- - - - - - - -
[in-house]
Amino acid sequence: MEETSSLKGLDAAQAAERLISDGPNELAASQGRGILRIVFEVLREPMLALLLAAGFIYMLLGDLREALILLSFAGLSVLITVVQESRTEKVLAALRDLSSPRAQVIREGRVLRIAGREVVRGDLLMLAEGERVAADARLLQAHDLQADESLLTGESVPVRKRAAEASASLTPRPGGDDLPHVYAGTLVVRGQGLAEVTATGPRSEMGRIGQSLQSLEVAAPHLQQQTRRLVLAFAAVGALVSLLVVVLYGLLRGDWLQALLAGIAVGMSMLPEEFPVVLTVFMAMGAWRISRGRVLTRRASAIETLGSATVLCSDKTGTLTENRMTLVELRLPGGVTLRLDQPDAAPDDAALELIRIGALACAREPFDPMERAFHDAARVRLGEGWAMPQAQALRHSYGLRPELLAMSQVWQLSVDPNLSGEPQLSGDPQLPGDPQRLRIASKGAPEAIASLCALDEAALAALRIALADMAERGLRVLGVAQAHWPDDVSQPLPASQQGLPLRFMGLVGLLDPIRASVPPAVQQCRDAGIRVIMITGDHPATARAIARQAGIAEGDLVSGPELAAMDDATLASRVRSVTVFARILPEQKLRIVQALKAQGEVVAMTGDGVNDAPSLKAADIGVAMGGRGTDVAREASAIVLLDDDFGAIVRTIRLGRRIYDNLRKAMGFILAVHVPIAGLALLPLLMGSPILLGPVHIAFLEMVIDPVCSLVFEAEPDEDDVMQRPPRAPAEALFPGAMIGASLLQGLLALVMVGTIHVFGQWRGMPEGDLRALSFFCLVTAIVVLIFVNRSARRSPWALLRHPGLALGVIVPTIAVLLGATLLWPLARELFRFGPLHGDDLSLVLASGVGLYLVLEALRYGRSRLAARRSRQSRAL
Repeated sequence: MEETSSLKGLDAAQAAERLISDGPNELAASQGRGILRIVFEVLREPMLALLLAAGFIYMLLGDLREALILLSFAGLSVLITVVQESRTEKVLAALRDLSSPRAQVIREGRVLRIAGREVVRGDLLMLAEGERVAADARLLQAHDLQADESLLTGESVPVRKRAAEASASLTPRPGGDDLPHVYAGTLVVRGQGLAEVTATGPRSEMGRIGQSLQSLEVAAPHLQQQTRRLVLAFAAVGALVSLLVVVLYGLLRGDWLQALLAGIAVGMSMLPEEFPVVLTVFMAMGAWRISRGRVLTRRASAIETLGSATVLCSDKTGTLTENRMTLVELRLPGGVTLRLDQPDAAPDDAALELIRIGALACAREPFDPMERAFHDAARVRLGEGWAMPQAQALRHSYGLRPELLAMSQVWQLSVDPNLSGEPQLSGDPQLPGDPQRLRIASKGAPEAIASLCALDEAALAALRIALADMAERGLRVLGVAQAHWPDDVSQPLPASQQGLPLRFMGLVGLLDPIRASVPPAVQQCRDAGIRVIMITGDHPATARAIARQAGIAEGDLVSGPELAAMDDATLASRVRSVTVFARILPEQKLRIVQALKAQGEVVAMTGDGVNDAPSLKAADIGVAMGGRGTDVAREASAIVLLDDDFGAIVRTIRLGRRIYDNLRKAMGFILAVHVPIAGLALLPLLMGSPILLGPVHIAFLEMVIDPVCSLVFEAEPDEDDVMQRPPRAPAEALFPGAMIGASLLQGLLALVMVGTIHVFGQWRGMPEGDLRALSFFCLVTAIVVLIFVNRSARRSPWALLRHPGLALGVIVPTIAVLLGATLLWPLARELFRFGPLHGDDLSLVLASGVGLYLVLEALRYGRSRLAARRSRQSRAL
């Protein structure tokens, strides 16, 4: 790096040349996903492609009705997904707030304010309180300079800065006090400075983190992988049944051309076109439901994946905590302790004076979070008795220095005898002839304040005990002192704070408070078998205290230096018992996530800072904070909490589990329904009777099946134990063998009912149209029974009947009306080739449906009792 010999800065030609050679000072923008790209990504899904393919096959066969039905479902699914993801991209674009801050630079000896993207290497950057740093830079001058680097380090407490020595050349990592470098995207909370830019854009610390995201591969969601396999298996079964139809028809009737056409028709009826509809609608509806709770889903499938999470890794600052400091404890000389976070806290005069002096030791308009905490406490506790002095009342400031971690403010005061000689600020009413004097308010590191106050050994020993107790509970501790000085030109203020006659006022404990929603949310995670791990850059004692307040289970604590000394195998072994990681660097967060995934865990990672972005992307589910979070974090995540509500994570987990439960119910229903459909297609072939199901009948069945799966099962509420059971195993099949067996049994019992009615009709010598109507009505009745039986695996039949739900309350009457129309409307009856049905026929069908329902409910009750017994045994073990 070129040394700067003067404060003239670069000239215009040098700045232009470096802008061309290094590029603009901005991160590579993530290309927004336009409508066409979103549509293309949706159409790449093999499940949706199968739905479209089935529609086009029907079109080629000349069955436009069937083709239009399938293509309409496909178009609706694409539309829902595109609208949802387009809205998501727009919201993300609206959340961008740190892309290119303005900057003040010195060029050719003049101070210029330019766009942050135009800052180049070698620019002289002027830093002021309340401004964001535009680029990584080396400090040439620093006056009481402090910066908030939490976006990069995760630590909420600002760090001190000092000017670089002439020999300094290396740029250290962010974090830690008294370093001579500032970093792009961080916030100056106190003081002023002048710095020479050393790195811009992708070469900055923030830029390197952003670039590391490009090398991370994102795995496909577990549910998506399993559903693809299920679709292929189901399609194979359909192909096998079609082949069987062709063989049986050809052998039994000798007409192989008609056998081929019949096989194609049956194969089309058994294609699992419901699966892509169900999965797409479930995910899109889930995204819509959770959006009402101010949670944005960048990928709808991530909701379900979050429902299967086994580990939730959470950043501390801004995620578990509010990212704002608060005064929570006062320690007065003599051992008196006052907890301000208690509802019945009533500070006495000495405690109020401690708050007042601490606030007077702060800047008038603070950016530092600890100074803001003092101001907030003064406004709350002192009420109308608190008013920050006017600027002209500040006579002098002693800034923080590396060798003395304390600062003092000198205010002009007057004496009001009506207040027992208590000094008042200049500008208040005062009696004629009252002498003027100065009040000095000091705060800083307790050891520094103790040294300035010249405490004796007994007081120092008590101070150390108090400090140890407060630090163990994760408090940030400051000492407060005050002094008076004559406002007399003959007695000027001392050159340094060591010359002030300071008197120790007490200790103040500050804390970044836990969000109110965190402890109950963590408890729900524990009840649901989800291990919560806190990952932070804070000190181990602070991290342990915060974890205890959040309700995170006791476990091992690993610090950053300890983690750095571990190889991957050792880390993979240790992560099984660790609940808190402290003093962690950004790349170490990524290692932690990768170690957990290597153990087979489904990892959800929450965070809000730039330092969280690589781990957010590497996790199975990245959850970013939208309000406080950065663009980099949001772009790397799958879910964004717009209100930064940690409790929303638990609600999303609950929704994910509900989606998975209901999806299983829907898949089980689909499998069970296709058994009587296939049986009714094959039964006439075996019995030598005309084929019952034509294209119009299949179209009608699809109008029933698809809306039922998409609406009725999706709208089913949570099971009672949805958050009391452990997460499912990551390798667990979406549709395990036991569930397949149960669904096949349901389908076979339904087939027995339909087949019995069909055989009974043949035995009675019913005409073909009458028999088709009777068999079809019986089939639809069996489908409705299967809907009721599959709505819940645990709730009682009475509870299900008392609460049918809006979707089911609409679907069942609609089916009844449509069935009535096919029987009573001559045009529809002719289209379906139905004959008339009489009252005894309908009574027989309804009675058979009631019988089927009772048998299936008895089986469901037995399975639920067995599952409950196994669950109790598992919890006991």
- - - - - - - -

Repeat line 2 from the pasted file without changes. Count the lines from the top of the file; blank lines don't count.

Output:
Amino acid sequence: MEETSSLKGLDAAQAAERLISDGPNELAASQGRGILRIVFEVLREPMLALLLAAGFIYMLLGDLREALILLSFAGLSVLITVVQESRTEKVLAALRDLSSPRAQVIREGRVLRIAGREVVRGDLLMLAEGERVAADARLLQAHDLQADESLLTGESVPVRKRAAEASASLTPRPGGDDLPHVYAGTLVVRGQGLAEVTATGPRSEMGRIGQSLQSLEVAAPHLQQQTRRLVLAFAAVGALVSLLVVVLYGLLRGDWLQALLAGIAVGMSMLPEEFPVVLTVFMAMGAWRISRGRVLTRRASAIETLGSATVLCSDKTGTLTENRMTLVELRLPGGVTLRLDQPDAAPDDAALELIRIGALACAREPFDPMERAFHDAARVRLGEGWAMPQAQALRHSYGLRPELLAMSQVWQLSVDPNLSGEPQLSGDPQLPGDPQRLRIASKGAPEAIASLCALDEAALAALRIALADMAERGLRVLGVAQAHWPDDVSQPLPASQQGLPLRFMGLVGLLDPIRASVPPAVQQCRDAGIRVIMITGDHPATARAIARQAGIAEGDLVSGPELAAMDDATLASRVRSVTVFARILPEQKLRIVQALKAQGEVVAMTGDGVNDAPSLKAADIGVAMGGRGTDVAREASAIVLLDDDFGAIVRTIRLGRRIYDNLRKAMGFILAVHVPIAGLALLPLLMGSPILLGPVHIAFLEMVIDPVCSLVFEAEPDEDDVMQRPPRAPAEALFPGAMIGASLLQGLLALVMVGTIHVFGQWRGMPEGDLRALSFFCLVTAIVVLIFVNRSARRSPWALLRHPGLALGVIVPTIAVLLGATLLWPLARELFRFGPLHGDDLSLVLASGVGLYLVLEALRYGRSRLAARRSRQSRAL